Directed by William Castle
Written by Robb White
Cinematography: Wilfred M. Cline
Film Editor: Chester W. Schaeffer
Music by Von Dexter
Cast: Vincent Price (Dr. Warren Chapin), Judith Evelyn (Martha Higgins), Darryl Hickman (David Morris), Patricia Cutts (Isabel Stevens Chapin), Pamela Lincoln (Lucy Stevens), Philip Coolidge (Oliver Higgins)
If there’s a single movie that made me a hardcore devotee of the whole B movie thing, it’s probably this one. Everything about it is perfect, from Vincent Price’s hateful glamour-puss wife to the laboratory right off the living room to injecting LSD to the Tingler itself — all of it delivered with a ghoulish glee by the wonderful William Castle.
I’ve seen The Tingler so many times, it’s more like visiting an old friend than watching a movie. And with this new Blu-Ray from Scream Factory, that old friend’s holding up a lot better than I am.
So there’s this weird, slug-like thing (kinda like a cross between a lobster and a centipede) that hangs out along our spines, and it feeds on fright. That’s the Tingler. We get scared, it gets bigger and more powerful. When we scream, we release our fear and the Tingler is stunned — it shrinks and awaits the next time we get scared. Coroner/scientist Vincent Price discovers the Tingler, removes it from a corpse, then chases it down when it gets loose. There’s also a murder, an attempt at another one, an execution and an LSD trip. Something for everyone.
And that’s all leading up to the big finish, when the Tingler runs amuck in a movie theater, the very one you’re sitting in! You see, back in ’59, theaters were equipped with little motors attached to the seats, and at the proper time, these motors created a whirring sound and vibration in each seat — prompting the audience to scream to ward off the Tingler. “Scream for your lives!” It was called Percepto, and it was pure genius.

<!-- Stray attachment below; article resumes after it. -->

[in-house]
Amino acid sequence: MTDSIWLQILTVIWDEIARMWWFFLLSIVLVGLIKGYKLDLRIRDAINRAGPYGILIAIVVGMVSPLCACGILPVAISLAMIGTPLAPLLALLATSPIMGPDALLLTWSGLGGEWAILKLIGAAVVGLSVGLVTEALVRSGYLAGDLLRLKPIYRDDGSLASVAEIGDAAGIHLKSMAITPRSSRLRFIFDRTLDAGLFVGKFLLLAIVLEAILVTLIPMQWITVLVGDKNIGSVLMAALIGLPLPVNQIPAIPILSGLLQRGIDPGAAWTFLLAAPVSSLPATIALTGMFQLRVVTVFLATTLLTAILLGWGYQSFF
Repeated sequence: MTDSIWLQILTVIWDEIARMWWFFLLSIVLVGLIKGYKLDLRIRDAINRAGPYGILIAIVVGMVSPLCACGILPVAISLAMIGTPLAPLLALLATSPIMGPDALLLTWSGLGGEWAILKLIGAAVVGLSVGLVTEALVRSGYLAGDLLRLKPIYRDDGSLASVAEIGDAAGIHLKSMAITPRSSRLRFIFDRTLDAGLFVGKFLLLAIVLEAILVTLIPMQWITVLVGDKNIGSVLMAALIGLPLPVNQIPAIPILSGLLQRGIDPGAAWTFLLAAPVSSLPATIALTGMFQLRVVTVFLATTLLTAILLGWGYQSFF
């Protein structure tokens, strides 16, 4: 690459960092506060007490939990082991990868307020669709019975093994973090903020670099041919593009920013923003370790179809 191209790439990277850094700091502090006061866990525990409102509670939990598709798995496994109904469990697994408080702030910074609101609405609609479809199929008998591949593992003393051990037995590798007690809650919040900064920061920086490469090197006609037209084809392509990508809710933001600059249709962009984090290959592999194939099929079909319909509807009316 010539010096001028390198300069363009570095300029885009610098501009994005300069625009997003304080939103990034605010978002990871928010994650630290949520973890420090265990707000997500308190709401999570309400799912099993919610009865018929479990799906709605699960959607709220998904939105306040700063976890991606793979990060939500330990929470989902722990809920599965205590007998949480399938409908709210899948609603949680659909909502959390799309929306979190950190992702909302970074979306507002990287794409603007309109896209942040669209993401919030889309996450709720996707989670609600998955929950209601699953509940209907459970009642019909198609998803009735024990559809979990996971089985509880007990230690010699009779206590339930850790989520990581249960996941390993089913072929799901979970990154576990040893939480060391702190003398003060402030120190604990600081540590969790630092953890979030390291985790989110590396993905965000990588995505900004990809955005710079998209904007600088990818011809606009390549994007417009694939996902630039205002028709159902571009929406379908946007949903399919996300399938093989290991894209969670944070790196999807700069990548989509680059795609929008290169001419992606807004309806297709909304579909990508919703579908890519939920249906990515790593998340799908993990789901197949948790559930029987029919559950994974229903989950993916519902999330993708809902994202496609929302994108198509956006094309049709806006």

Scream Factory has outfitted The Tingler beautifully for Blu-Ray. First and foremost, the movie itself looks really terrific. The grain and contrast levels are exactly where they need to be. It’s perfect, and the simple, effective color sequence fits in nicely. (In the theater, the cut to color film stock was jarring and looked like crap.) The extras are everything you’d want, from the drive-in version of the loose-in-the-theater sequence to all sorts of promo material to various video pieces.
The Tingler is a real favorite, and Scream Factory has given us the kind of presentation fans have always wanted. It does William Castle proud, and I can’t recommend it highly enough. Essential.